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Exhibit Showcases Underrepresented Comics Artists

© Kris Dresen
© Kris Dresen

KEENE, N.H., 10/8/09 - The history of comics from early newspaper strips to digital internet works will be explored in an art exhibit to be displayed October 24 to December 6 at the Thorne-Sagendorph Art Gallery.

“Out of Sequence: Underrepresented Voices in American Comics” celebrates creators of comics, both historical and contemporary, from underrepresented demographics, including women and minorities. A public reception, hosted by Friends of the Thorne, will open the exhibit on Friday, October 23, from 5:30 to 7:30 p.m. at the gallery, located on the Keene State College campus.

“Out of Sequence” features works by a diverse group of comic artists and writers including Ethel Hays’ 1927 depictions of Flapper Fanny, Dale Messick’s popular Brenda Starr in 1945, and 21st century artists such as Nat Turner, creator of Kyle Baker, and Ann Telnaes’ digital projection, Drawing the Line. The exhibit showcases works by women, small press, minority, independent, gay and lesbian, self-published, underground, Web, and/or gallery comic creators. During the 20th century, white males were considered the creators of the popular comic culture, but at the same time there were plenty of other voices, according to John Jennings and Damian Duffy, co-curators of the exhibit. Both are based at the University of Illinois at Urbana-Champaign, where they create comics together.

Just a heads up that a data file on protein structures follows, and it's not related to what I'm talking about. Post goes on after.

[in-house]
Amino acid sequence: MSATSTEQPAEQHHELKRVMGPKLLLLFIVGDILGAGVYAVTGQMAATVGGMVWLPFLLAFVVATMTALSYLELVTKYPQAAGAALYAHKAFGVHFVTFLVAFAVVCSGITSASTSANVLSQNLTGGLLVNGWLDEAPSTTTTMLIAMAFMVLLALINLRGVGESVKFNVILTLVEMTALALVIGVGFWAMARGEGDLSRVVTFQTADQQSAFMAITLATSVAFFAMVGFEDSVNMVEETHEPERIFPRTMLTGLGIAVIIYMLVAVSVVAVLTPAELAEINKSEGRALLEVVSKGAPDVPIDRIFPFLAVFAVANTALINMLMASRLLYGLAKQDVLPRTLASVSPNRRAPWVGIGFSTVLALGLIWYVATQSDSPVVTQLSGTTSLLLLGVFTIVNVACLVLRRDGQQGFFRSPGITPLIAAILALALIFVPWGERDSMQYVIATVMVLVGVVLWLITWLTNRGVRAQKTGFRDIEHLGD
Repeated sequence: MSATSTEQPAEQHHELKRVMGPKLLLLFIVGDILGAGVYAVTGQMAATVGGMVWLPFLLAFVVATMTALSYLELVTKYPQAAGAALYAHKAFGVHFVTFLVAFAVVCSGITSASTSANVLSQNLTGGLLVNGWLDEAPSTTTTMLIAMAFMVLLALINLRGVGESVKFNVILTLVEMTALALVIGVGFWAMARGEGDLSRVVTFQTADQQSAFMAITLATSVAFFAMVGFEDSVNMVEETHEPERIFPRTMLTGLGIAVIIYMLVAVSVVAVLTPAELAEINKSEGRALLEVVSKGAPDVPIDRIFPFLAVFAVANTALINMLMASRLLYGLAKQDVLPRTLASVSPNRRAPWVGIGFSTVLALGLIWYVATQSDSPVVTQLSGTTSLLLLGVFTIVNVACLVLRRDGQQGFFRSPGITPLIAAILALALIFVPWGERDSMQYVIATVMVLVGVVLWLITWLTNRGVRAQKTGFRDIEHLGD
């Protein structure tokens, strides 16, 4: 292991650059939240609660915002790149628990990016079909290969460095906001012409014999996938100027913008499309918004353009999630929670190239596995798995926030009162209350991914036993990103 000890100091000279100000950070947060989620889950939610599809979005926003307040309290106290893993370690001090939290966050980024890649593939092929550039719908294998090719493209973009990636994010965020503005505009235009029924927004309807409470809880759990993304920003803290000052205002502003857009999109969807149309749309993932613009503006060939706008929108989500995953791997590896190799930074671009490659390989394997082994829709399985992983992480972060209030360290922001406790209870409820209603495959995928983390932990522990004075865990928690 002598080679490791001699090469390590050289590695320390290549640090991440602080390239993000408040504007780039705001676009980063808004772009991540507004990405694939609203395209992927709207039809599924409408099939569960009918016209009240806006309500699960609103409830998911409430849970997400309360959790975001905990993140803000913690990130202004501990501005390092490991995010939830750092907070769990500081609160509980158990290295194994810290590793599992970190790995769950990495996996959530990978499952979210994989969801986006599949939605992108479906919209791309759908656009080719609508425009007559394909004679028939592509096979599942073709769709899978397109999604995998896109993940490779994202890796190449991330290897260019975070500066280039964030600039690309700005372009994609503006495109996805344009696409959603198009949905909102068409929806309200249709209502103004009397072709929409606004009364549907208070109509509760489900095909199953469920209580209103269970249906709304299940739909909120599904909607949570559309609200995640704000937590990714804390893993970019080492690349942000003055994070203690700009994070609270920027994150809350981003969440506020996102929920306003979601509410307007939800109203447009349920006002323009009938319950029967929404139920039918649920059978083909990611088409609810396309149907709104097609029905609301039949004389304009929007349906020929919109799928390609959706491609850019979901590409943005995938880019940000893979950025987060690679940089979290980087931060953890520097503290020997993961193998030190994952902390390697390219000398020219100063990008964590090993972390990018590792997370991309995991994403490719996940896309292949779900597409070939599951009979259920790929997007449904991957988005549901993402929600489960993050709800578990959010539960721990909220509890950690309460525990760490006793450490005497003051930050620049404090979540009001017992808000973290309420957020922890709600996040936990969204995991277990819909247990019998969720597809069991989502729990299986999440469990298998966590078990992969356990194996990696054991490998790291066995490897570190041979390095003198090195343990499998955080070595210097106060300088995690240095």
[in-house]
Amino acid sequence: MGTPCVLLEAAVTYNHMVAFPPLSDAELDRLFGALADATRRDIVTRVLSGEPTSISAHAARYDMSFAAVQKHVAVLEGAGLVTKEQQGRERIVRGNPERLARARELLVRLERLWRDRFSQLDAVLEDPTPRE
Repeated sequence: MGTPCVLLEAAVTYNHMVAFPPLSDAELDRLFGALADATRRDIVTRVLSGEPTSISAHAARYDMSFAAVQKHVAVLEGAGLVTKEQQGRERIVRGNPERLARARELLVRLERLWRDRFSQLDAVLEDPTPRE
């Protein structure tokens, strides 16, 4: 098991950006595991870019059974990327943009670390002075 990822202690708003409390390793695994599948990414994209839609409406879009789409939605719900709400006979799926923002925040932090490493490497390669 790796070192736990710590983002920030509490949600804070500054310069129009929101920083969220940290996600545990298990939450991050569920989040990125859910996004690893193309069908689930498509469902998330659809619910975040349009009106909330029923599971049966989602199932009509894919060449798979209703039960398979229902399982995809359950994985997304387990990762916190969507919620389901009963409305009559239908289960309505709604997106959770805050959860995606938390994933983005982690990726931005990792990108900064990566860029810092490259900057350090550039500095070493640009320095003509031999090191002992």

“Out of Sequence” extends the boundaries of the comics form, embracing nontraditional techniques and experimental design and story elements. The hundreds of pieces in the show include actual comics, story boards, illustration panels, comics enlarged in poster form, Web comics, virtual installations, and comic-inspired gallery art.

“Out of Sequence: Underrepresented Voices in American Comics” is organized by Krannert Art Museum, University of Illinois at Urbana-Champaign, and the national tour is supported in part by the U of I offices of the Chancellor and the Provost and Vice-Chancellor for Academic Affairs, the Illinois Art Council, and the Krannert Art Museum Director’s Circle and Council.

Also showing at the Thorne Gallery through November 24 are two exhibits:

“Downstream: Current Works on Water by Six Artists” - Christine Destrempes, Janet Fredericks, Amy Jenkins, Mary Lang, Nathalie Miebach, and Marjorie Ryerson - who use water as inspiration and metaphor in a variety of innovative media to address the importance of clean drinking water to everyone on earth.

“Migrations: New Directions in Native American Art,” which features works by six artists who engage in contemporary art rather than what is traditionally considered Native American art. The Migrations project was developed to identify and showcase emerging Native American artists working with a contemporary vocabulary.

The gallery is open from noon to 4 p.m., Saturday through Wednesday, and noon to 7 p.m., Thursday and Friday. It will close November 11 for Veterans Day and November 25-29 for Thanksgiving break. The exhibits and reception are free and open to the public. Located on Wyman Way on the Keene State campus, the Thorne Gallery is accessible to people with disabilities. To request accommodations for a disability, please call the Thorne Gallery at least two weeks before your visit. For more information, call 603-358-2720 or visit

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